@Yosemite we had a similar experience with a 1973 Volvo 144 towing a 1600+/- outboard boat. Backed down the ramp enough to pull the boat onto the trailer and when my dad went to leave the rear tires just made enough contact to smoke the tires but no forward movement. Had to get a rope tow up the ramp and to the top of the steep hill. Switched to a FWD Minivan and never had a issue on the same launch ramp. That launch ramp closed for public use and we moved on to a marina with a much easier ramp. We used the minivan as our tow vehicle from 1988-2009 and never had traction problems on the steepest boat launches.

There is no dilemma !
With a weight this light and negligible tongue weight, towing with front drive vs rwd is not a problem either way… I am normally a big proponent of towing with rwd drive but because these are such light boats, fwd IS NOT AN ISSUE. IF the car has any tow rating what so ever, and you move gear forward in the car itself for occasional launchings, go for it. Either car works fine and nether will hardly notice the weight. Theses boats are very light and very aerodynamic. Tow with either car that makes it convenient.

I see no problem what so ever and I don’t understand the trepidation of others. If you add a front dolly wheel to the trailer and tie a rope to it, you can push the trailer well into the water by hand or down any ramp and keep the car out of water or any slippery going if you are the least bit worried about a fwd car climbing a hill…We do this stuff all the time when racing dingys and cats at our yacht club and public landing and guys tow these light boats and launch them with every kind of vehicle with absolutely no problem. Let’s not think we are at talking about anything heavier then a very light utility trailer taking a very light load to the dump…

Just yesterday I saw a canoe on a trailer hauled by a Smart car. The car may be Smart, but I wonder about the driver.

“There is no dilemma!”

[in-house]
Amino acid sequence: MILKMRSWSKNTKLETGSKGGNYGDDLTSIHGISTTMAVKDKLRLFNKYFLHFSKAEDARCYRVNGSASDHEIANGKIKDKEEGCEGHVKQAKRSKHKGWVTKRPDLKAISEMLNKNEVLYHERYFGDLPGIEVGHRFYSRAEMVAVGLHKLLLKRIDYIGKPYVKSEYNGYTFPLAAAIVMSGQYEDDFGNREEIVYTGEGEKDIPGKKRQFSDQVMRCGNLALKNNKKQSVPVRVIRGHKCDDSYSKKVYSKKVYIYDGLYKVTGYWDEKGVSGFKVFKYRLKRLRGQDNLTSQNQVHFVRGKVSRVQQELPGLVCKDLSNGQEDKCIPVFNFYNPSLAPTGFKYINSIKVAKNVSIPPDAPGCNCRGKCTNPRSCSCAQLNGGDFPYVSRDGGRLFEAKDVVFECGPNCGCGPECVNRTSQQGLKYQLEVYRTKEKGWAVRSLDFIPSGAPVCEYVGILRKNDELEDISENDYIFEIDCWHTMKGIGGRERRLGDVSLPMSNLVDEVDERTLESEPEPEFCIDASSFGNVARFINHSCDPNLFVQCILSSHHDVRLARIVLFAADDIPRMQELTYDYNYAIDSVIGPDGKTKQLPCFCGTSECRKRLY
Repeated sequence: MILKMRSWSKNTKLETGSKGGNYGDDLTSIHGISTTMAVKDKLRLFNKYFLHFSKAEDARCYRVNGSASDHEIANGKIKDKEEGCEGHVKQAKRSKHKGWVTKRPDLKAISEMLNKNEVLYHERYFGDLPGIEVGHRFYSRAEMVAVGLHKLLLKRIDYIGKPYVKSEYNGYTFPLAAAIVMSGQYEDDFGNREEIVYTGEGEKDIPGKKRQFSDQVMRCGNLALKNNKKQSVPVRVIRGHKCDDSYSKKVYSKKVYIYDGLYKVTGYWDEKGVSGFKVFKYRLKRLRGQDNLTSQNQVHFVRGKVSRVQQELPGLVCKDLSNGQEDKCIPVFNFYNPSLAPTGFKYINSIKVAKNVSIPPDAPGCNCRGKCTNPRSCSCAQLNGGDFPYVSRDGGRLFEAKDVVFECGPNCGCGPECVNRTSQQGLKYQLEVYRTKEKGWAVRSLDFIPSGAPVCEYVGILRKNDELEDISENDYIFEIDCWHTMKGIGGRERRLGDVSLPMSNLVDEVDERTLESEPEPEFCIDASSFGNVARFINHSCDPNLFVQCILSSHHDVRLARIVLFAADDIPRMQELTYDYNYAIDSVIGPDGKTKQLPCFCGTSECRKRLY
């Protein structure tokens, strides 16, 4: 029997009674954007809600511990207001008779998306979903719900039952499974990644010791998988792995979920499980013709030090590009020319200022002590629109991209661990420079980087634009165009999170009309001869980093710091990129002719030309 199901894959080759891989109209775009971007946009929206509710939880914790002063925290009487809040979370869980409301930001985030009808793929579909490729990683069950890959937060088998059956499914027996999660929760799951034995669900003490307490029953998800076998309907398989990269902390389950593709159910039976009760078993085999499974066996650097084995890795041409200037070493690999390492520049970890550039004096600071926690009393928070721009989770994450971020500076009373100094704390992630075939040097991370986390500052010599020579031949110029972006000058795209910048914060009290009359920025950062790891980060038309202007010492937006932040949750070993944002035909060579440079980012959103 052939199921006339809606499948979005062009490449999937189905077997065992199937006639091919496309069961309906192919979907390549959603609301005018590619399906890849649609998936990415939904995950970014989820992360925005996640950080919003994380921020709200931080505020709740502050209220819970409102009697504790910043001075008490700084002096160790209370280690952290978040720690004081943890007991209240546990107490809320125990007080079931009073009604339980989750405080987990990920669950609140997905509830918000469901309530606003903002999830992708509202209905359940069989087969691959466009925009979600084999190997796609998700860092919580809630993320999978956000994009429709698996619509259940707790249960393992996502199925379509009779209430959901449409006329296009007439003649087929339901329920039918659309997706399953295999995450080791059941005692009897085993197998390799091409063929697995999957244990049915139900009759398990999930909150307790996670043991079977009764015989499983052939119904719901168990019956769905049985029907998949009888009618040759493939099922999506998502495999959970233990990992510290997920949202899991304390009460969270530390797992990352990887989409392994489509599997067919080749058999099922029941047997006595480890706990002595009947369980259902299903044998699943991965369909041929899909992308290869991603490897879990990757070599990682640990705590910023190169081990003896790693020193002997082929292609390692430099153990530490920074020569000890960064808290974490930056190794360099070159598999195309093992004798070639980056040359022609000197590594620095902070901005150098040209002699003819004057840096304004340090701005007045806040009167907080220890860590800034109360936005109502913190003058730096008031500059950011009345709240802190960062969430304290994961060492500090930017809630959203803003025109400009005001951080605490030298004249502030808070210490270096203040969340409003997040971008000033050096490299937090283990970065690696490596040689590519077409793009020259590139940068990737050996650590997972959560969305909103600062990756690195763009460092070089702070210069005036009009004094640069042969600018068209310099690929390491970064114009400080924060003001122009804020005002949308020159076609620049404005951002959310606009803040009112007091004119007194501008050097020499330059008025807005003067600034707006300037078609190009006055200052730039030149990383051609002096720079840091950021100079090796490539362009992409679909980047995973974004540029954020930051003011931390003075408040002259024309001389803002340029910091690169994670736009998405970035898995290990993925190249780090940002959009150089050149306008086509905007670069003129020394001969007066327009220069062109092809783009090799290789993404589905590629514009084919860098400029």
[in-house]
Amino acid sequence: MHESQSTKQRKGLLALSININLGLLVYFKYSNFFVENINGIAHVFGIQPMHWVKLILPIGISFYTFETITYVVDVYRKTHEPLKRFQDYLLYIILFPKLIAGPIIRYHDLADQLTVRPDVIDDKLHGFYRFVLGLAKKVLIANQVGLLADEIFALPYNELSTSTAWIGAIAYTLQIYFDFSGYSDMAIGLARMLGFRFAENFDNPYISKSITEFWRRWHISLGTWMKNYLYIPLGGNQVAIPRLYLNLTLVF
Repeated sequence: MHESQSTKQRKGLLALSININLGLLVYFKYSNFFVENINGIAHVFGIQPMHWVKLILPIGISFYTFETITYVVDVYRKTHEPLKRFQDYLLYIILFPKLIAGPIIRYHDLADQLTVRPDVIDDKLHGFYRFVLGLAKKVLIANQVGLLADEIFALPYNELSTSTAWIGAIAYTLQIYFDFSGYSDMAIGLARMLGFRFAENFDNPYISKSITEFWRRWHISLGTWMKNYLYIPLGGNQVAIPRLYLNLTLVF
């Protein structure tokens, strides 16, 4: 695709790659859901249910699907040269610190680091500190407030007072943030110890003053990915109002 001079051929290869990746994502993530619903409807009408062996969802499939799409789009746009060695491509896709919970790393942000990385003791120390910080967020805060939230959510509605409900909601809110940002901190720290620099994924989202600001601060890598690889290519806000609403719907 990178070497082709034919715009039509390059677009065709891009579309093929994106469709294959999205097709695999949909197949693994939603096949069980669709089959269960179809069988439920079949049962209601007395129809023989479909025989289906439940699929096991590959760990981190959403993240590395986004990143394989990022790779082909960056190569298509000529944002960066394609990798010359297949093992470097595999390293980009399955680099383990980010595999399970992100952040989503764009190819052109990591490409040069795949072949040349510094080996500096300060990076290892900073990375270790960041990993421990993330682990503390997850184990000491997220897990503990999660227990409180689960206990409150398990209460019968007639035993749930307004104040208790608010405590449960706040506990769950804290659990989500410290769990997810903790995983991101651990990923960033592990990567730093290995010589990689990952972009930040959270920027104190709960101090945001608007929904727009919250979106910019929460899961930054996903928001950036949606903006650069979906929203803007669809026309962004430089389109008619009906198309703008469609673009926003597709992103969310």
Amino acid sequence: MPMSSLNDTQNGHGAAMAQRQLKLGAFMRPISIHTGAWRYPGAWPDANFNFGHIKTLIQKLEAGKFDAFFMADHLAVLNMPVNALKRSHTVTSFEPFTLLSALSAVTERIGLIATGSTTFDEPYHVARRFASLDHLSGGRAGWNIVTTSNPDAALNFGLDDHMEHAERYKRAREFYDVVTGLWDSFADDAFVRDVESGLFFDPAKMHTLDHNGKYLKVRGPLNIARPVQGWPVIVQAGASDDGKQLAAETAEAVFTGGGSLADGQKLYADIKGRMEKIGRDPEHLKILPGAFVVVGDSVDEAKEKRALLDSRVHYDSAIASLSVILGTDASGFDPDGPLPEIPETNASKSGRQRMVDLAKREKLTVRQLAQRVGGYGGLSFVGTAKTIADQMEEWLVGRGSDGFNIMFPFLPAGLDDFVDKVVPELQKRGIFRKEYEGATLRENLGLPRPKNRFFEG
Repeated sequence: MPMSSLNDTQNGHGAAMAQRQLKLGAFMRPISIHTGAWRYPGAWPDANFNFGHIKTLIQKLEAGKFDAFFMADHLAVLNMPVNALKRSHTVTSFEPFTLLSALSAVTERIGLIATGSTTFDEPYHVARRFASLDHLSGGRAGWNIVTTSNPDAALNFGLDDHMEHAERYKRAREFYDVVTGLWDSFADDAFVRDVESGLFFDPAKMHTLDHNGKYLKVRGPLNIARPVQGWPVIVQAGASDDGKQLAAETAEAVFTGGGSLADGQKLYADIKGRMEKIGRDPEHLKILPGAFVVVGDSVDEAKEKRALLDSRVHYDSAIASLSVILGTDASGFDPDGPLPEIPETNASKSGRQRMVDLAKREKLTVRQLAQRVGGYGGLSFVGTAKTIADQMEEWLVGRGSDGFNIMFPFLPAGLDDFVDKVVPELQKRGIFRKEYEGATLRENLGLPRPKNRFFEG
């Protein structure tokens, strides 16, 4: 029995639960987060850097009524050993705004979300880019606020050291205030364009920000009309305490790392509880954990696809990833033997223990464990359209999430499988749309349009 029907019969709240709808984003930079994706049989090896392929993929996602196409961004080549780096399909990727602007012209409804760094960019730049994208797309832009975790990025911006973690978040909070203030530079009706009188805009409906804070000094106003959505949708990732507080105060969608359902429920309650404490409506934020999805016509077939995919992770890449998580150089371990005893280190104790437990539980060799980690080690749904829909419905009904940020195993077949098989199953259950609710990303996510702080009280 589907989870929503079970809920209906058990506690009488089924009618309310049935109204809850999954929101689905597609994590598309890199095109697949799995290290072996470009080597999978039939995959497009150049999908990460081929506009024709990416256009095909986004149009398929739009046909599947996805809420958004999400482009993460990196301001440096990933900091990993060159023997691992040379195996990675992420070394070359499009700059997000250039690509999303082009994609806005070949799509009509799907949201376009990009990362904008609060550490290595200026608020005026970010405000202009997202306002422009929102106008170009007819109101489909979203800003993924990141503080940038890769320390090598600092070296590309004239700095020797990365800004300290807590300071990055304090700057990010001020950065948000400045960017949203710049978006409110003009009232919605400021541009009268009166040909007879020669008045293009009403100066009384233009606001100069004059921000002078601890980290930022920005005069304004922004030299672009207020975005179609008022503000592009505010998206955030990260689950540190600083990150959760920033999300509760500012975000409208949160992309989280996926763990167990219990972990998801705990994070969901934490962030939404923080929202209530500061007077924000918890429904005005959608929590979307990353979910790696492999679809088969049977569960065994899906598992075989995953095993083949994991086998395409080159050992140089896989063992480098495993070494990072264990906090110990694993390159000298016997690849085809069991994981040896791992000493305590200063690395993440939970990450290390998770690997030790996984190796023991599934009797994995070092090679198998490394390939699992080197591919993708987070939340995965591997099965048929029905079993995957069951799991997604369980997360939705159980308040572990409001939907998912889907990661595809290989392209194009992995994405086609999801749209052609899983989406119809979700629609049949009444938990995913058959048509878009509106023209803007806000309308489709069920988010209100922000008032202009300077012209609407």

Sure. Leave your name, address and phone number so all the people who get stuck with a FWD vehicle while taking a small boat out of the water can call you for help or send you the tow bill. I only say this because I had to drive 20 miles in the middle of the night last month to help pull my brother-in-law out of the water with his pontoon boat. His FWD vehicle would not even pull his trailer back up the ramp after the boat was unloaded. BTW…not all boat ramps are friendly. The ramps are steep and not built of the best material. Trepidation keeps me out of Volvo’s, Mercedes and BMW’s for the most part. You call it trepidation…I call it “past experience.”

After reading the pros and cons,I’ll take back that FWD would be better.

But I suppose that it’s all in the way that you load and the ramp you are using.

My only problem was thta the ramp was so full of this greasy algee.
I don’t know what they could ever do for that ramp. It led into the river between two lakes.

I could see a family…even with a small boat…and the FWD vehicle loaded down with their camping gear in the cargo area. They may have enough of a load in the back that it transfers too much weight away from the front end and they lose traction.
I’ve been there when the wife and kids brought along so much stuff that you’d have a hard time
finding room in the cargo area for the ticks that you will come back with.

I think I’ll stick with my tongue extention, works every time!!!1


I tow a 1800 pound sailboat rig with a Crown Vic and never have any problems on boat ramps. I’ve never spun a wheel coming up a ramp…Backing a trailer down a ramp takes practice with any vehicle…Develop that skill in an empty parking lot, not on a boat ramp Saturday morning…

Perhaps you should check on hitch availability before making your decision…For many model cars, there are simply no ready-made hitches available. Check with U-haul…When towing ANYTHING, an aftermarket transmission cooler is always a good idea…

Guys, so happy we could all reach an obvious consensus on this topic.

Here’s the solution I’m beginning to favor: Sell the Element while the resale value remains high (it’s a 2005 with 60,000 miles) and while I can still get 0% financing on a Mazda CX-5 AWD.

The AWD CX-5 is good for towing / launching and will work for better than the Honda for road trips. (It actually might work also better than the Mercedes for road trips since it can store more stuff inside the car.)

It’s just a matter of money…

Sounds like a good solution. You get the vehicle you need and someone gets an Element they can enjoy.